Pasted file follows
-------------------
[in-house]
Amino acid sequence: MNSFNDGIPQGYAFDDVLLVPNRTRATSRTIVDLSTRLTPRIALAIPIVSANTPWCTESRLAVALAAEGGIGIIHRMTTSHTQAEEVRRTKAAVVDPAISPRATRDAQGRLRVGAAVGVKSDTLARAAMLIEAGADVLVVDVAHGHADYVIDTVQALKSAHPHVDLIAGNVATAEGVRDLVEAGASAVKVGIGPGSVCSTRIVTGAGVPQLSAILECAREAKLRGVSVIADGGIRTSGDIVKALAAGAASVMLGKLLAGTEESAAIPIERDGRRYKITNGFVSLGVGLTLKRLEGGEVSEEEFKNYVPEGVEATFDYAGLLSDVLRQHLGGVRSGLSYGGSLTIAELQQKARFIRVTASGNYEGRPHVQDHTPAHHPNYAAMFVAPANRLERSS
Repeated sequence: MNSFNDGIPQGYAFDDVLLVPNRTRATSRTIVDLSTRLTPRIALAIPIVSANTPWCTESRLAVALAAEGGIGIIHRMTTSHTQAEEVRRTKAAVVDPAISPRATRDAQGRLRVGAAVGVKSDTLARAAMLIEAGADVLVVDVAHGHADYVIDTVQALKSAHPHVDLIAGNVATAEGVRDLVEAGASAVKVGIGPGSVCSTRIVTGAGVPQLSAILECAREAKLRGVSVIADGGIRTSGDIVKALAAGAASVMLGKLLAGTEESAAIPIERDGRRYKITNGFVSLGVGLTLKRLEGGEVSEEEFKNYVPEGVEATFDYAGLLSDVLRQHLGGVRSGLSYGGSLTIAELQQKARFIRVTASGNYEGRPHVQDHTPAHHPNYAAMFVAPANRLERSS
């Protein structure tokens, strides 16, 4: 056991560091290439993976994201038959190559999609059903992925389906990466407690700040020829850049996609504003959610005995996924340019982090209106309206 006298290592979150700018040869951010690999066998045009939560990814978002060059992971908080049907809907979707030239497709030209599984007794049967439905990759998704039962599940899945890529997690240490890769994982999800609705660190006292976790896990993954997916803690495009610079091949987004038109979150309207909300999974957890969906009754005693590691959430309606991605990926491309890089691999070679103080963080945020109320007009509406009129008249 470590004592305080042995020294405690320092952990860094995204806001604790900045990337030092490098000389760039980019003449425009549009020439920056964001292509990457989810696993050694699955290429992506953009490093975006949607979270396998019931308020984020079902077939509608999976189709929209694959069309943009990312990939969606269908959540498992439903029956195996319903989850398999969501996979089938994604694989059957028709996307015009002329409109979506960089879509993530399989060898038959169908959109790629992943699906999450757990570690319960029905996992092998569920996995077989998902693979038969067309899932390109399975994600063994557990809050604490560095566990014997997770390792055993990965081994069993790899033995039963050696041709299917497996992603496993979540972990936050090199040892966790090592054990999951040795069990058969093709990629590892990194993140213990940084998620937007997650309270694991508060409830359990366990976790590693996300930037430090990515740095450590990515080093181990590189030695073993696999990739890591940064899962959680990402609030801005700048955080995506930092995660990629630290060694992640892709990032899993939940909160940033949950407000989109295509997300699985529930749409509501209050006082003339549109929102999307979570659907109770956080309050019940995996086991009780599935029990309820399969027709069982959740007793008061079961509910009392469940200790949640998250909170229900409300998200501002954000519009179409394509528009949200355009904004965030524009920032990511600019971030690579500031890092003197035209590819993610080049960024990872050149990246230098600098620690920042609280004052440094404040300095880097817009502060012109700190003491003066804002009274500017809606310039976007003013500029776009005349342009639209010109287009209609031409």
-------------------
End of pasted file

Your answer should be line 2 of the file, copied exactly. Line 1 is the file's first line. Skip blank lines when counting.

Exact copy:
Amino acid sequence: MNSFNDGIPQGYAFDDVLLVPNRTRATSRTIVDLSTRLTPRIALAIPIVSANTPWCTESRLAVALAAEGGIGIIHRMTTSHTQAEEVRRTKAAVVDPAISPRATRDAQGRLRVGAAVGVKSDTLARAAMLIEAGADVLVVDVAHGHADYVIDTVQALKSAHPHVDLIAGNVATAEGVRDLVEAGASAVKVGIGPGSVCSTRIVTGAGVPQLSAILECAREAKLRGVSVIADGGIRTSGDIVKALAAGAASVMLGKLLAGTEESAAIPIERDGRRYKITNGFVSLGVGLTLKRLEGGEVSEEEFKNYVPEGVEATFDYAGLLSDVLRQHLGGVRSGLSYGGSLTIAELQQKARFIRVTASGNYEGRPHVQDHTPAHHPNYAAMFVAPANRLERSS